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p22dude
October 13th, 2010, 01:41 AM
Hey, I installed the netbook version of Ubuntu on my desktop PC, since its system specs are low, and I wanted to try it. No problems with this, but, I need to move the grub bootloader to a differend hdd. Here's my setup:

sata-0: XP install
sata-1: Vista Ultimate/Ubuntu Netbook install (Added Ubuntu after Vista)
iPod Mini via USB: 'liveCD' equivalent with grub.

Basically I had XP and Vista on seperate hdd's, and had them both boot, and choose which OS via default mbr. Worked fine. I installed the Ubuntu netbook liveCD via a USB installer and booted to USB. I created a partition on my 1 TB Vista drive for Ubuntu and installed there. No problems as I'm typing this in Ubuntu, however grub somehow got installed on my iPod Mini (the click-wheel broke, so it's now an external hdd, in case you're wondering). All I need to do is move grub to my Vista/Ubuntu drive, so I can boot via grub without having to have the iPod plugged in and bootable. My main annoyance with my BIOS is that although it allows you to select which devices to boot from and in what order, it only allows you to do so within specific categories. For example, I can make SATA HDDs boot before IDE, but having two SATA drives, my BIOS won't let me specify WHICH SATA drive to boot first, so I have to disable one.

Any help would be much appreciated.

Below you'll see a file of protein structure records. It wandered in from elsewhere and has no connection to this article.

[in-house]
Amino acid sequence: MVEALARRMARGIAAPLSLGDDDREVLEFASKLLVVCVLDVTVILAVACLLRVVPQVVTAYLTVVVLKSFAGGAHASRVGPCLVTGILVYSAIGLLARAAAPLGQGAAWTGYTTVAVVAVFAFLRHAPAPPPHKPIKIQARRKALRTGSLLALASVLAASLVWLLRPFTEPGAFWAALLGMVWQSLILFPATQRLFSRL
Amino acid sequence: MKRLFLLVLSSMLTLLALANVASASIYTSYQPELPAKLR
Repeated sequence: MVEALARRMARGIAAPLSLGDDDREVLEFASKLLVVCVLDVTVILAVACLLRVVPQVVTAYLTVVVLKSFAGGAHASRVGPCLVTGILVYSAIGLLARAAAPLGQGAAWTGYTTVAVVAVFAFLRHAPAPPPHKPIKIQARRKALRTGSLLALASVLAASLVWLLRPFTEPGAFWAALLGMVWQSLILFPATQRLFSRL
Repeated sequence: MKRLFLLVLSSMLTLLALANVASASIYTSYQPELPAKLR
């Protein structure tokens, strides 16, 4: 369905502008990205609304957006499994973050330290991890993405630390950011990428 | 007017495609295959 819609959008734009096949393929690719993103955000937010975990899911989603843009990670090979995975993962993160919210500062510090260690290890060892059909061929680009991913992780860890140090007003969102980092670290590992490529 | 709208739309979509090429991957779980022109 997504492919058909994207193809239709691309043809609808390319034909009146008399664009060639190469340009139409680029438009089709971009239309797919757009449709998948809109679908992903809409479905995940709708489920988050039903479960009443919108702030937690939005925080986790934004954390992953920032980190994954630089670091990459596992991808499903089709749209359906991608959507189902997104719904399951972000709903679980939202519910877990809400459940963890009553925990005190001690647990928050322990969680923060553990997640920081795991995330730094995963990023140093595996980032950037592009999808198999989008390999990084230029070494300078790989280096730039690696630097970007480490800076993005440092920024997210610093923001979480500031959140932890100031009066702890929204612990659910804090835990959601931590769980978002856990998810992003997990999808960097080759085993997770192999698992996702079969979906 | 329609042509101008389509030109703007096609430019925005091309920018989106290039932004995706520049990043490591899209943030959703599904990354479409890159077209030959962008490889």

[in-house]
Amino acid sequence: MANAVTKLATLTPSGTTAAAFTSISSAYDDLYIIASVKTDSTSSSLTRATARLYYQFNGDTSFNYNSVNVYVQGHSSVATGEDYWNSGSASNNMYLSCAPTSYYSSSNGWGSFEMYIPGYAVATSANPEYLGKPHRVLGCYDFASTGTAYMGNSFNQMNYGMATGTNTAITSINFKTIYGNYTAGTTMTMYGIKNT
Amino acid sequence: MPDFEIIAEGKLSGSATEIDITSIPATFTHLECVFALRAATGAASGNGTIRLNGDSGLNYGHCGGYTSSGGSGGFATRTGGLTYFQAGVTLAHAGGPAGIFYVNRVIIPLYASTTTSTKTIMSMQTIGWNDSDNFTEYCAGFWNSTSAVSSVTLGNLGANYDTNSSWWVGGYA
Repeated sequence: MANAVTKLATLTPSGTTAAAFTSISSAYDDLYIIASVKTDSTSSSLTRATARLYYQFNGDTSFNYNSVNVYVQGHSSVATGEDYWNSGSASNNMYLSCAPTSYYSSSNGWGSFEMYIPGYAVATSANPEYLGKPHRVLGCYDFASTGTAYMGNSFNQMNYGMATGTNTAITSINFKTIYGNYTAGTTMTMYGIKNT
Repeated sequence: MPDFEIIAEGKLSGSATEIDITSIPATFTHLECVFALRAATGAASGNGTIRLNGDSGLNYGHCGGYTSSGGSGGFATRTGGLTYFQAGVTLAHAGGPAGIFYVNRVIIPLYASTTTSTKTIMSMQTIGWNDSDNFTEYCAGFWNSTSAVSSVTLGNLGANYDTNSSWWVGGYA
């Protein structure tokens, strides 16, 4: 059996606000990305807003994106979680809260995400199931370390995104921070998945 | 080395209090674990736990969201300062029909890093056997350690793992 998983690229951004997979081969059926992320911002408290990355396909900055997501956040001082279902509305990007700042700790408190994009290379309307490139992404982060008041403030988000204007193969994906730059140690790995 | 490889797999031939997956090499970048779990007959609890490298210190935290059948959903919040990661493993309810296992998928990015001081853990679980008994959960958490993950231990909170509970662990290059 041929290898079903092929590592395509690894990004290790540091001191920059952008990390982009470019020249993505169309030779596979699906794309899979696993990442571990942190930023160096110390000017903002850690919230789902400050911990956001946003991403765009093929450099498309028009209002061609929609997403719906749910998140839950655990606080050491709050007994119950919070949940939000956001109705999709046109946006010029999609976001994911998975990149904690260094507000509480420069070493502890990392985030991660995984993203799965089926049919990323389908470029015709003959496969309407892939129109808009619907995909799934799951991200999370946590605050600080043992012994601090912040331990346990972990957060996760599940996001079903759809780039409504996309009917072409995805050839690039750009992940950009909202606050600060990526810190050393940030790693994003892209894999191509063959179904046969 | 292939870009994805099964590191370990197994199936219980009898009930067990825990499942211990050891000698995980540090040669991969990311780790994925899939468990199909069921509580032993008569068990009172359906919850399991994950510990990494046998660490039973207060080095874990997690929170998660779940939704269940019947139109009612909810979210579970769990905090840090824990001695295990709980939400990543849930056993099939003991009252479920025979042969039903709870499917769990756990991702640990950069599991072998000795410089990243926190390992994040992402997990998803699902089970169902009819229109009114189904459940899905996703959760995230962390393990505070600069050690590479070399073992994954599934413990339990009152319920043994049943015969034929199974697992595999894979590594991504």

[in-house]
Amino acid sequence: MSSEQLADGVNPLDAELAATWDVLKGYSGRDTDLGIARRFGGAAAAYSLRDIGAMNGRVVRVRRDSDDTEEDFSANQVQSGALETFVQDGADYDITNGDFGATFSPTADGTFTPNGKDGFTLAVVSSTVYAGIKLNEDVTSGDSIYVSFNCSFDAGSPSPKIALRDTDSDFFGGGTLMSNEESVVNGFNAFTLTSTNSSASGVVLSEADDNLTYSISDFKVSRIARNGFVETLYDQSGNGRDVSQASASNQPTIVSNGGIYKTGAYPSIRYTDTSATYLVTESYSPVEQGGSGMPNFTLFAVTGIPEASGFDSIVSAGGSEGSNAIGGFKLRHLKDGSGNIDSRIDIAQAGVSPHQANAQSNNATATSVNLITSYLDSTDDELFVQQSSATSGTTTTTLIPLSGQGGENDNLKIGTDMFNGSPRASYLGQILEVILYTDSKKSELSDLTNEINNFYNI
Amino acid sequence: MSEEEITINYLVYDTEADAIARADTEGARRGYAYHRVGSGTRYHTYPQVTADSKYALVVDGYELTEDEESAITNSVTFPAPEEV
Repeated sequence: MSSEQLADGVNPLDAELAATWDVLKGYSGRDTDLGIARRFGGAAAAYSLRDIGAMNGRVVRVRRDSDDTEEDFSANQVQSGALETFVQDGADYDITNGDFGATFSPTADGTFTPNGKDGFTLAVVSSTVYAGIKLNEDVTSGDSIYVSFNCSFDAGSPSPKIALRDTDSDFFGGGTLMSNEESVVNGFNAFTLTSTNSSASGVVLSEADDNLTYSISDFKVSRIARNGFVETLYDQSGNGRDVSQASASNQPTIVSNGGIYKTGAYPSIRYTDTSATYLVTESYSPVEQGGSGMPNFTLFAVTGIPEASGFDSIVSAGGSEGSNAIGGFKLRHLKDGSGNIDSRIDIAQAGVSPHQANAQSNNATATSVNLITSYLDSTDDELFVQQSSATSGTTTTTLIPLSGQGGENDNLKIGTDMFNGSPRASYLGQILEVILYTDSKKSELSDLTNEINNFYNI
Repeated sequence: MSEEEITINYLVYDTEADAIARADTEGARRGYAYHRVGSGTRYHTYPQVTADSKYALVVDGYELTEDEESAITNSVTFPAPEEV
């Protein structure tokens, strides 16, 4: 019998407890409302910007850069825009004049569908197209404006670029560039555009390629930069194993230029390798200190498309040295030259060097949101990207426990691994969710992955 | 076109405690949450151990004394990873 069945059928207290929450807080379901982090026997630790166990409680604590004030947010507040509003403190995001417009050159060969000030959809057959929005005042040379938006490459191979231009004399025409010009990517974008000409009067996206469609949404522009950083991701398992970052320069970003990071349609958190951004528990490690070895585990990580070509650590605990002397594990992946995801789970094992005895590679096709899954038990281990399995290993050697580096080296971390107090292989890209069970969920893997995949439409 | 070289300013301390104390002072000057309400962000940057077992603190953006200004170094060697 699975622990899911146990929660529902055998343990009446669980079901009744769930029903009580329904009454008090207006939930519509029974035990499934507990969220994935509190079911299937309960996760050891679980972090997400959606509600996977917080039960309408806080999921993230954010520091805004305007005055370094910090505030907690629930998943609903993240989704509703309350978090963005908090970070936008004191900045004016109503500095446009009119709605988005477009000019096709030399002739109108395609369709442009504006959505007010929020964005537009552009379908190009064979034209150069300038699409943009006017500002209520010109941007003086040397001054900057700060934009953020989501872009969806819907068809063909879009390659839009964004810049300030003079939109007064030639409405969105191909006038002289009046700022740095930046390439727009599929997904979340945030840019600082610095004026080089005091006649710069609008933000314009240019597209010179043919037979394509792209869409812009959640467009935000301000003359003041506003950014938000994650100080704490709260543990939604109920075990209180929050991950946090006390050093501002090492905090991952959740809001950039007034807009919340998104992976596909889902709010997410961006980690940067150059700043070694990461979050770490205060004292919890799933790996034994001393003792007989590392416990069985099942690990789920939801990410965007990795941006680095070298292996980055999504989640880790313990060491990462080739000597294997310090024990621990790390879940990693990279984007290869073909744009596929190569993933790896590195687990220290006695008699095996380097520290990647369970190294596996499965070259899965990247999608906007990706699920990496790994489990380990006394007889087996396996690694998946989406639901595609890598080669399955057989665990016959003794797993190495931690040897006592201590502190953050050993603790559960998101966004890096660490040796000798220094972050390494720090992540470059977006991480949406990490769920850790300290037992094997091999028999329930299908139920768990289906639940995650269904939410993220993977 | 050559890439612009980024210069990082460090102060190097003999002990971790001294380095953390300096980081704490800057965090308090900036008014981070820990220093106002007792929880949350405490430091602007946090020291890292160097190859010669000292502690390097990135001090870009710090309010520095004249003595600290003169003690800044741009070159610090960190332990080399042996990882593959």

-p22dude

drs305
October 13th, 2010, 02:01 AM
You should be able to just use this command:

sudo grub-install --recheck /dev/<your Ubuntu drive>
Example: sudo grub-install --recheck /dev/sdb

It will install the Grub folder in the current partition and write to the MBR of the drive you specify. Don't designate a partition.

After you run the command, I'd run "update-grub" just to make sure it finds Windows. Before rebooting, I'd inspect the RESULTS.txt file generated by the boot info script, which you can download from http://bootinfoscript.sourceforge.net/ (http://bootinfoscript.sourceforge.net/)

Added: Inspect your folders after you have run the grub-install command and make sure the /etc/grub.d folder and /etc/default/grub file exist on your Ubuntu partition. If they don't (and are on the external), install grub-common and grub-pc.

crip720
October 13th, 2010, 02:28 AM
Thanks to Drs305 for solving my similar problem, Colin.